The Lord of the Rings: The Third Age


By: Mayur Gandhi    On: PlayStation 2
Published: Monday 29 Nov 2004 12:00 PM
 
 
 
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Aside from all the action figures the Lord of the Rings franchise hasn't spawned more of any other merchandise type than videogames. With a highly anticipated real time strategy game coming soon and a couple of hack and slash titles behind it all it really needed was a role playing game. So with that we have Lord of the Rings: The Third Age, a turn based Final Fantasy-esque RPG introducing original characters on a quest during the events of the epic saga and sometimes even altering history of Middle-Earth by fighting alongside our fabled Fellowship.

From the outset you'll begin with one character in your party named Berethor, a headfast warrior from the land of Gondor. He's out to find Boromir, a man from his homeland, and the representative of that land in the Fellowship we've become accustomed to. The Third Age centers its plot around Berethor and his history and follows him through whilst he is joined by a Fellowship of his own. The characters which comprise this games Fellowship are sort of cliched, you have your sturdy dwarf, a mystical elf and a strong-headed and brash Ranger. It sort of feels almost like an alternate Fellowship of the films and novels but with a few characters mixed into one to keep the party numbers down.

The main portion of the game is in its Adventure mode; here you'll be exploring familar locales of Middle-Earth from the caves of Moria to the gates of Mordor. In each new area be it a forest or a village you'll be given a certain number of quests. Most of these quests aren't vital to complete but will earn you a 100% completion bonus. One thing this RPG lacks which most others have is a currency, but this isn't all that bad. Since there are no shops to speak of all the items you acquire are gained from battle, defeat an enemy, and gain an item. The most distinctive item you can get yourself is the various armours which can literally transform the look of your character dramatically. The elve starts of in a modest gown but can end up wearing armour similar to those Elvish warriors seen in the opening of The Fellowship of the Ring. Obviously it isn't all aesthetic and for the most part the better looking the armour the stronger it is. And common to other RPG's are the mysterious hidden chests which contain other various items from potions to weapons.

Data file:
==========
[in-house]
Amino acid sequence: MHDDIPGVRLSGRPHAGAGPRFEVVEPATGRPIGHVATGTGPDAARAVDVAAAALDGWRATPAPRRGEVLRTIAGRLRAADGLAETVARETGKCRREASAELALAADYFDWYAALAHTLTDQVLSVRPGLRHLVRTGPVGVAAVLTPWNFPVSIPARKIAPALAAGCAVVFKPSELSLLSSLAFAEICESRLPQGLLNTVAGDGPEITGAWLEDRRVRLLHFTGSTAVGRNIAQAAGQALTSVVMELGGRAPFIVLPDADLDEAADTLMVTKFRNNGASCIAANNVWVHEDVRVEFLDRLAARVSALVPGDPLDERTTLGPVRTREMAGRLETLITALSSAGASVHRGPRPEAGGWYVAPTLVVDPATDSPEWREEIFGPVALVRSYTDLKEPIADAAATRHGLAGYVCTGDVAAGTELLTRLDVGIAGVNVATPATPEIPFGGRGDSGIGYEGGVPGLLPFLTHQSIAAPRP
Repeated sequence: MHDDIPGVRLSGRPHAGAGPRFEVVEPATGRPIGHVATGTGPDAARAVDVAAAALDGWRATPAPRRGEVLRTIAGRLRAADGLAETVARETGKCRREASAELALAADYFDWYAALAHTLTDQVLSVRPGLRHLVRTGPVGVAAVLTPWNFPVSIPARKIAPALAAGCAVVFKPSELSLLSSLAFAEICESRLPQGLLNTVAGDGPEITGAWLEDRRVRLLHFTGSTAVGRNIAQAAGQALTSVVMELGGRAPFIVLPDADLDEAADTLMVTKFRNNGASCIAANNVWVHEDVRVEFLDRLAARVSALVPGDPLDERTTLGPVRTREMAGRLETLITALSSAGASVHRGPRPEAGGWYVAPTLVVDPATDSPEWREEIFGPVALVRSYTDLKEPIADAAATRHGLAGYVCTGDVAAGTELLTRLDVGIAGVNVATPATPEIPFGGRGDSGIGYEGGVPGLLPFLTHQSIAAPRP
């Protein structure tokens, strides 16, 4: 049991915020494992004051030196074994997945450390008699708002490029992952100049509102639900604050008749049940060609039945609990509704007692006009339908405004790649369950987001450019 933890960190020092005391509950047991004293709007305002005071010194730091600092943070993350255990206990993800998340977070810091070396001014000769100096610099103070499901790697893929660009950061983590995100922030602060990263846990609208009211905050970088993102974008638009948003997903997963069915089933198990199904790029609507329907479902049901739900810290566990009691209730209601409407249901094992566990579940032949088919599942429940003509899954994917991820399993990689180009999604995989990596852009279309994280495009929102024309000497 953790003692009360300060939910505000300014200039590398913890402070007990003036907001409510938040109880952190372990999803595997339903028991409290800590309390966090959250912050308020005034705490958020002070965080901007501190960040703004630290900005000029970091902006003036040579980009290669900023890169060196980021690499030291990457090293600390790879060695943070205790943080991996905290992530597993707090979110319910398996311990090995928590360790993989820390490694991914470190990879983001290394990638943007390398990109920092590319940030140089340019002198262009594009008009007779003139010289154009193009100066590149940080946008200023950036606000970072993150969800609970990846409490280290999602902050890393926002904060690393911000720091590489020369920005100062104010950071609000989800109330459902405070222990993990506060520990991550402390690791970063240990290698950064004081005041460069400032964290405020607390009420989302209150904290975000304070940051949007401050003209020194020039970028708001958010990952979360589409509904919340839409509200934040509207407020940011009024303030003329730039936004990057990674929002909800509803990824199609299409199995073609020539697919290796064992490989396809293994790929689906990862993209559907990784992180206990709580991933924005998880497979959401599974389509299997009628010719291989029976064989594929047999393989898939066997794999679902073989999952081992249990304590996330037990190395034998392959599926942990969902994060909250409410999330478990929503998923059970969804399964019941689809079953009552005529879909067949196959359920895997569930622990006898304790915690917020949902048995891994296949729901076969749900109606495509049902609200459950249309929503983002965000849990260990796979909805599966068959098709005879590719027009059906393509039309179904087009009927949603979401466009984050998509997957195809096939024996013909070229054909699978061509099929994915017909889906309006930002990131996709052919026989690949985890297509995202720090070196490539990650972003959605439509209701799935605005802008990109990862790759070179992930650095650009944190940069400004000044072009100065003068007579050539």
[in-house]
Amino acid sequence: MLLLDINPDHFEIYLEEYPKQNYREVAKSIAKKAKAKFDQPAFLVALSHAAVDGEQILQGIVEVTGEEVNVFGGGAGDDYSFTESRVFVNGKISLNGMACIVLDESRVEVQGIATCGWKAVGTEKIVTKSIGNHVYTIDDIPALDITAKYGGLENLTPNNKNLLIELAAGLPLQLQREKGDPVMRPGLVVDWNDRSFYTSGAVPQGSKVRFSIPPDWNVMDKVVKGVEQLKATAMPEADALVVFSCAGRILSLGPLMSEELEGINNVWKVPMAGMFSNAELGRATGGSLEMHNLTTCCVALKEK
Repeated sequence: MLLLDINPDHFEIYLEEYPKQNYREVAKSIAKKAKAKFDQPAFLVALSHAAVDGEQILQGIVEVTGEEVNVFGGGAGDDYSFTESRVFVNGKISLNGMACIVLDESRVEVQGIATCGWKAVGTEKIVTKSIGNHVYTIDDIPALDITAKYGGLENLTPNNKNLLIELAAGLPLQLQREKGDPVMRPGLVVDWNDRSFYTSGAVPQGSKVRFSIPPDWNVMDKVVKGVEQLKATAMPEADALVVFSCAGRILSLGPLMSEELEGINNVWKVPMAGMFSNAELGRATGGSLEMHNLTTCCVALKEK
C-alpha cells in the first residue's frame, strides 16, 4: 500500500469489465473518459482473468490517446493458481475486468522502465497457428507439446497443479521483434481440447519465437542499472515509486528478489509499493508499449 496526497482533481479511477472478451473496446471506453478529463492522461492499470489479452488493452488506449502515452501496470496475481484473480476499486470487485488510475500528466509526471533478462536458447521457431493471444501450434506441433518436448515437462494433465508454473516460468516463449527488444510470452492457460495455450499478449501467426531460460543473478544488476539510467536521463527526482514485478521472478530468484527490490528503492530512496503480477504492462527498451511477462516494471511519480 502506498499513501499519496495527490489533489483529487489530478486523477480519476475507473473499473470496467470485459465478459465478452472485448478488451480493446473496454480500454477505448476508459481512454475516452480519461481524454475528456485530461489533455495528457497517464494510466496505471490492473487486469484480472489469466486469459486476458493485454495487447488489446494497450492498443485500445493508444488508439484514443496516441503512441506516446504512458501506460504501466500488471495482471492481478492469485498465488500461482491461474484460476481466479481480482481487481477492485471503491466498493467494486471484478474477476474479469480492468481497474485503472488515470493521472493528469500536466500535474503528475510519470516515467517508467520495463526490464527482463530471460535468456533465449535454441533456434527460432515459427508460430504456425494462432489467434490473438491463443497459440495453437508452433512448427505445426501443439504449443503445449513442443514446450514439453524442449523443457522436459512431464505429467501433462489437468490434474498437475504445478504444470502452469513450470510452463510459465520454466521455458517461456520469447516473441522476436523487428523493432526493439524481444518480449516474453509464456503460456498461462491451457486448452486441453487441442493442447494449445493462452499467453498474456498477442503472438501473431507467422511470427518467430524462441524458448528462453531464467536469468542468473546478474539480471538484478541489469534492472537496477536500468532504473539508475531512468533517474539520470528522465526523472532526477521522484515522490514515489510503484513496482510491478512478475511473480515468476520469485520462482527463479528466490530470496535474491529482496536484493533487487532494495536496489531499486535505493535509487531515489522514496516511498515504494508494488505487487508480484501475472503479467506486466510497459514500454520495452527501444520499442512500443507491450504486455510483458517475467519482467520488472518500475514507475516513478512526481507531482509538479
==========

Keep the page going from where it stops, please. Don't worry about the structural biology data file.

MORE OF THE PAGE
The combat system in The Third Age is most similar to Final Fantasy X in that you'll be beset with random encounters and have to navigate your attacks via menus looking almost exactly the same. If you've played Final Fantasy X, or any other turn based RPG then picking up Third Age's scheme will be extremely easy. Combat is quite fast paced and does allow for some quick and easy leveling up but it does occur a little too often, you're given a small indicator in the corner of the screen in the form of Sauron's Eye and it will grow brighter the closer you are to an encounter. You'll find yourself for the most part walking for at least 10 seconds before swinging back into battle again.

Engaged in combat you'll be restricted to using three party members at a time but are given the opportunity to switch back and forth at will (provided it's your turn). As per tradition enemies will be on one side and heroes on the other, each enemy and hero has a small avatar to the sides of the screen illustrating important information regarding stats like current Hit Points and the like. This is quite a nice touch as having these details float above a characters head as they usually do can be somewhat obtrusive.